Competitive sports has long been political among nations, and Iranian athletes have become the most recent victims of the dirty politics of the Olympic Games. Last year alone, FIFA brought controversy among themselves when they announced that the Iranian women’s soccer team would be barred from playing against Jordan in the Olympic qualifiers because of their religious head covering–only moments before they were scheduled to play. FIFA stated that “players and officials shall not display political, religious, commercial or personal messages or slogans in any language or form on their playing or team kits.” However for Muslim women, especially the Iranian women aspiring to play in the 2012 Olympics, they have no choice but to wear the hijab.Many believed that FIFA, which is European-based, was sending a message to the Islamic Republic of the consequences of continuing to enrich uranium. Regardless, Iran’s soccer team would not be able to adapt to the new rules. They would have no choice. Not only is it mandatory in Iran for women to cover their head, but, as witnessed after the Reza Shah Pahlavi ban of headscarves in 1928 in Iran,not wearing the hijab in public is the equivalent of forcing European women to walk in public without a shirt. There was no way around the ban, and consequently the Iranian women’s team had no choice but to forfeit their dreams.
It would not be the last time that the Olympic games would be politically manipulated to punish Iran. After finishing an impressive 17th on the medal list with 12 medals in last year’s Olympics, with record-breaking wins in Wrestling, the International Olympics Committee announced at the beginning of this week that wrestling will not be included in the 2020 games. The Islamic Republic won 6 medals in the Wrestling division thanks to athletes Hamid Soryan, Omid Noroozi, Sadegh Goudarzi, Komeil Ghasemi, Ghasem Gholamreza Rezaei and Ehsan Lashgari, who took home 4 Gold medals and 2 Bronzes. It was a triumph for the Iranian athletes, who may never again have that opportunity in the Olympic games thanks to the politics of the International Olympic Committee.
The IOC claimed that it needs to cut a sport to accommodate the 2020 games, and wrestling apparently made the short list. It cited declining viewership, lack of popularity, and ticket sales as the main reasons for it being dropped. However, considering that virtually no European countries participate in the wrestling division, nonetheless wrestling has been all but invisible in the European sports realm (nonetheless that no one from the wrestling associations sits on the IOC), it makes sense why wrestling was not the most popular sport in the London Games, although it continues to be one of the oldest, and most popular sports in other parts of the world. The IOC hopes to make the Olympic games more “mainstream”, which it apparently considers modern pentathlon, which combines fencing, swimming, horse-riding, running and shooting as more “mainstream” than the ancient sport of wrestling.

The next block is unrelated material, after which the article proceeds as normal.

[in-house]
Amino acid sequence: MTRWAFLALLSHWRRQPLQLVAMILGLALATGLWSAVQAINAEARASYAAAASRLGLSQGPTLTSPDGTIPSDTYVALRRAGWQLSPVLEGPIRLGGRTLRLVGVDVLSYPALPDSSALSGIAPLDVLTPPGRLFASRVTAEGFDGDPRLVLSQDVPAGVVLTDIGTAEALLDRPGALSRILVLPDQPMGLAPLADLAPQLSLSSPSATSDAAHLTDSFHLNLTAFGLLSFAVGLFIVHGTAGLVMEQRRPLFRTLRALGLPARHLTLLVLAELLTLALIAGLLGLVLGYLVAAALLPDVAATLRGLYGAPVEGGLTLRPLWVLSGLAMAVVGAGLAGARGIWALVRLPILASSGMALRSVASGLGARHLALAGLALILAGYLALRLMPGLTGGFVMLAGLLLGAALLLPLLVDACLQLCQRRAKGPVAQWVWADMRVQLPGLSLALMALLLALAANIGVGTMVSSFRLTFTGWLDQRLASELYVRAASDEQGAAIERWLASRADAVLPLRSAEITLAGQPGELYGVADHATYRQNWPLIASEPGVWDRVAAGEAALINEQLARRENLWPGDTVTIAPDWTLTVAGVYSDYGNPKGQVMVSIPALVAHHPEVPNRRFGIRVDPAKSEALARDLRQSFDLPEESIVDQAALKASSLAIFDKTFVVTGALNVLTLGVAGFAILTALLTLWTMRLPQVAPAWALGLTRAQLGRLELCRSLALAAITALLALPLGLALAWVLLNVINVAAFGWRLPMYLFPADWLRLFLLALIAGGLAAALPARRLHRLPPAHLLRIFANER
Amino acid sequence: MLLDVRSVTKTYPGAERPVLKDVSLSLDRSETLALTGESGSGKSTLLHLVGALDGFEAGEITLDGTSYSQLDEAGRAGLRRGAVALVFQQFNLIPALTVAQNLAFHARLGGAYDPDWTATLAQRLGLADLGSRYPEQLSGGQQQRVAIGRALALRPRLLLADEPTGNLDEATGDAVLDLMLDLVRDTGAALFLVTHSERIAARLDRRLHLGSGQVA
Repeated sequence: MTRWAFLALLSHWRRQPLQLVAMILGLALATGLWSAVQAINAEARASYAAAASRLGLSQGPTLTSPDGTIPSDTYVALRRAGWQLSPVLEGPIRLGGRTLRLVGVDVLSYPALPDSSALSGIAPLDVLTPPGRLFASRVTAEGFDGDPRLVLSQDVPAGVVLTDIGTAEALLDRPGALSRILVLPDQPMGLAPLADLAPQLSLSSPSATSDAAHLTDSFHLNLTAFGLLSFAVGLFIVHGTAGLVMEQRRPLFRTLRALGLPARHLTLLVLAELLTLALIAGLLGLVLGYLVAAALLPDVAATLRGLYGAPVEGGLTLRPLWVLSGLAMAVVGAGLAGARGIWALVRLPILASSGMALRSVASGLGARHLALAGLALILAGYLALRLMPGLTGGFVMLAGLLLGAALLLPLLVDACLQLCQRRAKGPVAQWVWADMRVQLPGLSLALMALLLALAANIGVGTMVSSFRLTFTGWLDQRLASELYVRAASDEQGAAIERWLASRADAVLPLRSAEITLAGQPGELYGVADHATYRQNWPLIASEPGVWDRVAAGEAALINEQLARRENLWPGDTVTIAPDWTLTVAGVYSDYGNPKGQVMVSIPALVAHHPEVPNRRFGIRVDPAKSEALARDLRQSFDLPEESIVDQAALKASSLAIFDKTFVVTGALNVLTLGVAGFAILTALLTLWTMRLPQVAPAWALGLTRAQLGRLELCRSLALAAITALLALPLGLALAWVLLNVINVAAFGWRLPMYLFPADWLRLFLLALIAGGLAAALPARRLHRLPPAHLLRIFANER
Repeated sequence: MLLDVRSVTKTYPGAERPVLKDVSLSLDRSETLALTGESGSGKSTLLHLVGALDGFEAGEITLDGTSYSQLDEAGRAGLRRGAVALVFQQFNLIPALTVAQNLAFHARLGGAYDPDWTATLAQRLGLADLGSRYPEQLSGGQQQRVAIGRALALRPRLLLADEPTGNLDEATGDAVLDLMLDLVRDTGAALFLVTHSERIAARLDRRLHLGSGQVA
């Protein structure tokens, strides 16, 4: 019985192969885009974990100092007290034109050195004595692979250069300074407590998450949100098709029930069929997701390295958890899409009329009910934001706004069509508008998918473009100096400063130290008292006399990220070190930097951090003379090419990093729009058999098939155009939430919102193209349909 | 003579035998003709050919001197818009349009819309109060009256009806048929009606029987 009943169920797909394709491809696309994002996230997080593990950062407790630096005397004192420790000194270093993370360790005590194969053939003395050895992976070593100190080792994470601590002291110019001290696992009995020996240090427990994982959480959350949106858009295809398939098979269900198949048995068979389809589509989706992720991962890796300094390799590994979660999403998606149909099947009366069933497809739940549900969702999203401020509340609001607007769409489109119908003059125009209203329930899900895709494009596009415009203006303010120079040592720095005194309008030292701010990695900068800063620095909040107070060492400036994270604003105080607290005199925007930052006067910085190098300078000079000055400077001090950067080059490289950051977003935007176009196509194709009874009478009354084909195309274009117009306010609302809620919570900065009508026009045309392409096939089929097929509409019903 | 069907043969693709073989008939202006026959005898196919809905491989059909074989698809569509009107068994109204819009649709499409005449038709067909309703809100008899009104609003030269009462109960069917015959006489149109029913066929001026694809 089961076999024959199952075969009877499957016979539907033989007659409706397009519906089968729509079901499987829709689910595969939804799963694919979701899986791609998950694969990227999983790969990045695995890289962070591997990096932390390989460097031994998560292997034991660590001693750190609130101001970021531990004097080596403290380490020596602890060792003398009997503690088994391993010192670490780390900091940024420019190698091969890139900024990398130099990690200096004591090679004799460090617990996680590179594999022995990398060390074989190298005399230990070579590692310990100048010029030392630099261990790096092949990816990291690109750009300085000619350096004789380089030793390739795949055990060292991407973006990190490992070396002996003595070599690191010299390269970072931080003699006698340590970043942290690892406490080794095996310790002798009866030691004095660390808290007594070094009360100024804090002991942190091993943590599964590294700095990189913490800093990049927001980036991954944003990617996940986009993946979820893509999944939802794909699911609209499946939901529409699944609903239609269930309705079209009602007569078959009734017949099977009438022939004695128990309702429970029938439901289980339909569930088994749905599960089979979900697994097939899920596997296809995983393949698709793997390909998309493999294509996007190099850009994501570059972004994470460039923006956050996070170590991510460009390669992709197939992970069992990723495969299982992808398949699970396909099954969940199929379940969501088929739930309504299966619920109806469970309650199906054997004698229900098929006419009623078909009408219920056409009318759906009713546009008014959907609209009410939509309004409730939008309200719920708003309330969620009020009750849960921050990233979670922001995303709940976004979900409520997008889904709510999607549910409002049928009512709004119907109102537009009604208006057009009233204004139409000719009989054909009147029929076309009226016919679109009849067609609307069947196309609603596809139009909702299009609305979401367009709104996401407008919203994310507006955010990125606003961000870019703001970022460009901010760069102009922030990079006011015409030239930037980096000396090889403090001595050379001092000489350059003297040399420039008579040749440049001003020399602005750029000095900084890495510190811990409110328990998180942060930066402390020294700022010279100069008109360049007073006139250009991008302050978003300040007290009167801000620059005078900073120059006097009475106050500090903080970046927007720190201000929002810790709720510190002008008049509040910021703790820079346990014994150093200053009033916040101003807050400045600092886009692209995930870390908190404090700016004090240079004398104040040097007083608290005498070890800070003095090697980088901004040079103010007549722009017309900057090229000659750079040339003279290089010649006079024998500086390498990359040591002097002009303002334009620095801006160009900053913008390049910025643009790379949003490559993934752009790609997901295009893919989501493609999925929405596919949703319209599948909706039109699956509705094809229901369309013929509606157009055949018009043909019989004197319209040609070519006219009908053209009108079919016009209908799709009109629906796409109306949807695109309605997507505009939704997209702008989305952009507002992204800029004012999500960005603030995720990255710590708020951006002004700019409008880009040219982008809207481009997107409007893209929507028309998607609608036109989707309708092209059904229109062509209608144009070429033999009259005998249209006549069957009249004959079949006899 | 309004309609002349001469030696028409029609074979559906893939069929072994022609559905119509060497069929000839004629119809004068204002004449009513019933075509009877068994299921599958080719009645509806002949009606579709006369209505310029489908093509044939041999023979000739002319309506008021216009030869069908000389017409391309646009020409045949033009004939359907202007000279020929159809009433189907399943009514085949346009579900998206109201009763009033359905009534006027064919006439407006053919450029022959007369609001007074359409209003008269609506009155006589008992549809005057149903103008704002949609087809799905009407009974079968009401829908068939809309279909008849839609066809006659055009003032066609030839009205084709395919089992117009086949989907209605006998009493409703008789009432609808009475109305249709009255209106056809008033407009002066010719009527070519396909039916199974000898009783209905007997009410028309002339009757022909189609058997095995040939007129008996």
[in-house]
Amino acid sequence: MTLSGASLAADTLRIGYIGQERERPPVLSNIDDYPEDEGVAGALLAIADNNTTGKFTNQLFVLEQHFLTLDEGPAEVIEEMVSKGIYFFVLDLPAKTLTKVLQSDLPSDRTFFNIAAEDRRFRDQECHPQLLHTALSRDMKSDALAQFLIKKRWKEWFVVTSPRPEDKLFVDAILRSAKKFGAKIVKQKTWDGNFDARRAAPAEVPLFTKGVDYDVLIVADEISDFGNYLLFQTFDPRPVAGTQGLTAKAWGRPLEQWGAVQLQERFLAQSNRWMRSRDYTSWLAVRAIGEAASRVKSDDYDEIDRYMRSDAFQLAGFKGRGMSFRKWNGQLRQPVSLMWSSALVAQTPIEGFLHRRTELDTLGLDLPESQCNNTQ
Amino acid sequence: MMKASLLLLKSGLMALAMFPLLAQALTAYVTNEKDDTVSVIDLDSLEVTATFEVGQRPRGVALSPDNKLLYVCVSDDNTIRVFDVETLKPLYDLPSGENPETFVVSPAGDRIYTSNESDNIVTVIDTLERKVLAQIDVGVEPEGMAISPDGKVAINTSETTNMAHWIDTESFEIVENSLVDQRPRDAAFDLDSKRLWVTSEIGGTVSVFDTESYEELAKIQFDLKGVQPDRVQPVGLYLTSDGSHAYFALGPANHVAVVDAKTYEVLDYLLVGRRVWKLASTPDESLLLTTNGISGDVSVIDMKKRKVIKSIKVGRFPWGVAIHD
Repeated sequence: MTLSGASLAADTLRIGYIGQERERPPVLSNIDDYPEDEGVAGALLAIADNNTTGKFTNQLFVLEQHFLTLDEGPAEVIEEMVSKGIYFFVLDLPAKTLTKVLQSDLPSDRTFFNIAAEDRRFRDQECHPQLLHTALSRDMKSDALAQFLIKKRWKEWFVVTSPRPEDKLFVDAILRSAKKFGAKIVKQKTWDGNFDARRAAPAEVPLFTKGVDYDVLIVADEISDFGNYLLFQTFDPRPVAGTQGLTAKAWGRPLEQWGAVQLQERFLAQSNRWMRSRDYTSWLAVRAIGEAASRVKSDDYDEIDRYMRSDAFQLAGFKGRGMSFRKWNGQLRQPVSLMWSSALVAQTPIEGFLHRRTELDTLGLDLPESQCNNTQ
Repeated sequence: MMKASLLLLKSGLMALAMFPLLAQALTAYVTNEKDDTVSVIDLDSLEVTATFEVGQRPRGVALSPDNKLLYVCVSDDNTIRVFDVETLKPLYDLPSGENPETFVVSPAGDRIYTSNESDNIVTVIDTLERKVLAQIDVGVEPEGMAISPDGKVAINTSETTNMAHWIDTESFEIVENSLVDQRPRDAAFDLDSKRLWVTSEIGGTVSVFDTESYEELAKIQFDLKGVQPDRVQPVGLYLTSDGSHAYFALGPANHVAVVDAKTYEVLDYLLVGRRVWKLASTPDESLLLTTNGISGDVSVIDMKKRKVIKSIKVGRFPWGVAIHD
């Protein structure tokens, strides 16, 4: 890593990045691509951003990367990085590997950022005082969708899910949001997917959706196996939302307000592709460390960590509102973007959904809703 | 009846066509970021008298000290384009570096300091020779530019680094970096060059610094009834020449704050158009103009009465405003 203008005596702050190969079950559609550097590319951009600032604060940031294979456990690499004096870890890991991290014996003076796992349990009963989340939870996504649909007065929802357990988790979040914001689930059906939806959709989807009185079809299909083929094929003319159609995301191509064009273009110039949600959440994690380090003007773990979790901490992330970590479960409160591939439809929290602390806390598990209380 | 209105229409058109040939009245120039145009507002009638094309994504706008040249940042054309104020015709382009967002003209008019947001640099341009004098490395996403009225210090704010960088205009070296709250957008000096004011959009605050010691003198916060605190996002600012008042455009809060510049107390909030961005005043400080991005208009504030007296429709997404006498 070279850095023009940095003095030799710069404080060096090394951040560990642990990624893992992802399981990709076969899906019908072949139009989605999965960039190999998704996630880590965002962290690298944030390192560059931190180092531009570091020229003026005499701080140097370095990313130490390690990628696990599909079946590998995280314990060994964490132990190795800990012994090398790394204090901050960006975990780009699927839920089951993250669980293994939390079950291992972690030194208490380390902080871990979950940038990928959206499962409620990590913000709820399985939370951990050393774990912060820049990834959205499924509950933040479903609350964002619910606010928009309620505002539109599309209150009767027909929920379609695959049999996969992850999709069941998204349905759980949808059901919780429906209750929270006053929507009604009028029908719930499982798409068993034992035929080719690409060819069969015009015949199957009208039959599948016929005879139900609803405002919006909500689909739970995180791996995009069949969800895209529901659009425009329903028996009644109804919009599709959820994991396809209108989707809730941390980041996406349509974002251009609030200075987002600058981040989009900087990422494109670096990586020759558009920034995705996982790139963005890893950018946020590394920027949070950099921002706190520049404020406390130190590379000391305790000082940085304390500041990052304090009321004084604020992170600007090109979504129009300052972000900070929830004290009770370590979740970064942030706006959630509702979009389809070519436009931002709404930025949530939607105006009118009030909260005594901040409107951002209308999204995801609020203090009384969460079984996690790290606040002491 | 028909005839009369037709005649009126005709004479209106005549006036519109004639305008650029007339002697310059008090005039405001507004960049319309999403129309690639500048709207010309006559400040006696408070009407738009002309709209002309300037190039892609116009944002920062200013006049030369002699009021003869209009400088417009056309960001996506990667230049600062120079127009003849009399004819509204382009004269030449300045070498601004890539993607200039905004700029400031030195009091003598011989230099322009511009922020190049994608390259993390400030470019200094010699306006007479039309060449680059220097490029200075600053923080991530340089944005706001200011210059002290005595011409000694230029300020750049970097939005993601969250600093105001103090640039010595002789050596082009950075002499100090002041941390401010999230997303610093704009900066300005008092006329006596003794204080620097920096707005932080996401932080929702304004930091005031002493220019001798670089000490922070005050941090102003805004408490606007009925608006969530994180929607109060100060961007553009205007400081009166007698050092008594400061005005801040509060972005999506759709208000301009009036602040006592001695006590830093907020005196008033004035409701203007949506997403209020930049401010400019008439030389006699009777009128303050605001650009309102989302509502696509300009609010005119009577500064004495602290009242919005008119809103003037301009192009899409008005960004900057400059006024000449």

The Olympics are managed primarily by European states, with the most influence coming from states in the United Kingdom. The ban of wrestling has received similar backlash in the United States, where wrestling is a popular, American-macho sport. It was sports exactly like wrestling that kept Americans interested in the Olympics, which had lost popularity after the Games banned Baseball and Softball years ago. It’s not just Iran and the United States. The ban has faced backlash around the world, from Russia, to Uzbekistan, to Tajikistan to Georgia. “Stay out of wrestling!” Is a common slogan floating the internet from pro-Wrestlers. Iran will join other Wrestling teams around the world in the fight to overturn the ban. It may be the first time in history where Russians, Americans, and Iranians will be working together. If only their governments could do the same.
Iran, and more importantly Iranians will be hurting from the ban on wrestling, whether or not that was the sole intention of the IOC. I myself am not a fan of wrestling, but I’m also definitely not a fan of politics in sports. Absolutely foremost because it’s not fair for the the athletes who train their whole lives for the single moment to compete in the Olympic games. As a former athlete myself, I hated having to fence in a club that hung up flags of countries who had a fencing team of all the different backgrounds of fencers represented in the club, except mine, Iran. Just like we separate Church from State, I wish we could separate politics from sports. We can start though, by not accepting the decision of the IOC to cut wrestling from the Summer 2020 games.